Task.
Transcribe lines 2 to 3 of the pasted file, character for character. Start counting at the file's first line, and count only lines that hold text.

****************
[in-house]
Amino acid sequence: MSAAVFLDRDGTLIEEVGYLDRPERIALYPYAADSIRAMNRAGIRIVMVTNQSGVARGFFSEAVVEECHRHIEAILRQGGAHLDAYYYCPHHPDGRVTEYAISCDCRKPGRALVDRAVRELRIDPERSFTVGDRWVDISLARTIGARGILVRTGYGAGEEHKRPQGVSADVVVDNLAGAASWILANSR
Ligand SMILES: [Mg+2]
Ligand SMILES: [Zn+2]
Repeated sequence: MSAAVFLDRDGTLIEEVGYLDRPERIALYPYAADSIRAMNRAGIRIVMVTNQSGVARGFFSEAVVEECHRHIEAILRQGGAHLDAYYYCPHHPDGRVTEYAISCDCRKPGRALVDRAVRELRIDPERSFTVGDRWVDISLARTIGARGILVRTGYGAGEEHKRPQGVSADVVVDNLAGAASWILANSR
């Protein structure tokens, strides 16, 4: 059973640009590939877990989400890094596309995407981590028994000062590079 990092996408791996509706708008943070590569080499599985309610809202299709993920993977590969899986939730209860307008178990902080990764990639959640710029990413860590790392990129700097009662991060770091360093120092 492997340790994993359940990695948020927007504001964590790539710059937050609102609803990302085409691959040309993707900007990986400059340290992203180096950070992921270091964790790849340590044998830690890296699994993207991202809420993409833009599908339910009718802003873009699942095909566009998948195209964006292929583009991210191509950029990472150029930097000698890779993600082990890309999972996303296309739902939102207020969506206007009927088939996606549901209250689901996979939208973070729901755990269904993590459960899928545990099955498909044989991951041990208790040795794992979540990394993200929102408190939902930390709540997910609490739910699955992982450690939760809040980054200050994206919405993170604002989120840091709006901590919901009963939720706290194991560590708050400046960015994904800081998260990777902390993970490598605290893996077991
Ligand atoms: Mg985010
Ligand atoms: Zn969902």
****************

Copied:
Amino acid sequence: MSAAVFLDRDGTLIEEVGYLDRPERIALYPYAADSIRAMNRAGIRIVMVTNQSGVARGFFSEAVVEECHRHIEAILRQGGAHLDAYYYCPHHPDGRVTEYAISCDCRKPGRALVDRAVRELRIDPERSFTVGDRWVDISLARTIGARGILVRTGYGAGEEHKRPQGVSADVVVDNLAGAASWILANSR
Ligand SMILES: [Mg+2]